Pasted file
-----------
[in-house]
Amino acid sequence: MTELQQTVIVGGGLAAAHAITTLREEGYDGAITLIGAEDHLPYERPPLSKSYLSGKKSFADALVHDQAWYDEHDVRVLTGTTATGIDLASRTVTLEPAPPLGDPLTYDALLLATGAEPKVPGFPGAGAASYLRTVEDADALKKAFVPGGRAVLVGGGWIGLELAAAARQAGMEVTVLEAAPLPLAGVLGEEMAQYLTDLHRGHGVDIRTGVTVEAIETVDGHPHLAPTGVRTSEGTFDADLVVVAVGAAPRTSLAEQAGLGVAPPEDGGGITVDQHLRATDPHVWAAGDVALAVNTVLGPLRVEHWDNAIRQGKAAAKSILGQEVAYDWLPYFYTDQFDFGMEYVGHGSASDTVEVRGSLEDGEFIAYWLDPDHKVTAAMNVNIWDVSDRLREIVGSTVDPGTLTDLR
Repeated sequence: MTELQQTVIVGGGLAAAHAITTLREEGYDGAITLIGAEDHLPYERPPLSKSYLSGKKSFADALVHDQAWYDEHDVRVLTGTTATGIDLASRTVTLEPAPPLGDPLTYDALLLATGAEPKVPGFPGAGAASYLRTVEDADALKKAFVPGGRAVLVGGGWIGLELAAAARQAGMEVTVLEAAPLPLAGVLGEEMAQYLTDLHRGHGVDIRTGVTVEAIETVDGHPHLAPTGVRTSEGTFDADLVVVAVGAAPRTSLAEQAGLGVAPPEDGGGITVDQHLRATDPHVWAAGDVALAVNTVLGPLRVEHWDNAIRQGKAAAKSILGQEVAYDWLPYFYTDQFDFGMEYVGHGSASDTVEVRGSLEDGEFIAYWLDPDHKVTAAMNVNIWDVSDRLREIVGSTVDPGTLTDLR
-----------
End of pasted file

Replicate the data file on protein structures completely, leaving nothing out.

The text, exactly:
[in-house]
Amino acid sequence: MTELQQTVIVGGGLAAAHAITTLREEGYDGAITLIGAEDHLPYERPPLSKSYLSGKKSFADALVHDQAWYDEHDVRVLTGTTATGIDLASRTVTLEPAPPLGDPLTYDALLLATGAEPKVPGFPGAGAASYLRTVEDADALKKAFVPGGRAVLVGGGWIGLELAAAARQAGMEVTVLEAAPLPLAGVLGEEMAQYLTDLHRGHGVDIRTGVTVEAIETVDGHPHLAPTGVRTSEGTFDADLVVVAVGAAPRTSLAEQAGLGVAPPEDGGGITVDQHLRATDPHVWAAGDVALAVNTVLGPLRVEHWDNAIRQGKAAAKSILGQEVAYDWLPYFYTDQFDFGMEYVGHGSASDTVEVRGSLEDGEFIAYWLDPDHKVTAAMNVNIWDVSDRLREIVGSTVDPGTLTDLR
Repeated sequence: MTELQQTVIVGGGLAAAHAITTLREEGYDGAITLIGAEDHLPYERPPLSKSYLSGKKSFADALVHDQAWYDEHDVRVLTGTTATGIDLASRTVTLEPAPPLGDPLTYDALLLATGAEPKVPGFPGAGAASYLRTVEDADALKKAFVPGGRAVLVGGGWIGLELAAAARQAGMEVTVLEAAPLPLAGVLGEEMAQYLTDLHRGHGVDIRTGVTVEAIETVDGHPHLAPTGVRTSEGTFDADLVVVAVGAAPRTSLAEQAGLGVAPPEDGGGITVDQHLRATDPHVWAAGDVALAVNTVLGPLRVEHWDNAIRQGKAAAKSILGQEVAYDWLPYFYTDQFDFGMEYVGHGSASDTVEVRGSLEDGEFIAYWLDPDHKVTAAMNVNIWDVSDRLREIVGSTVDPGTLTDLR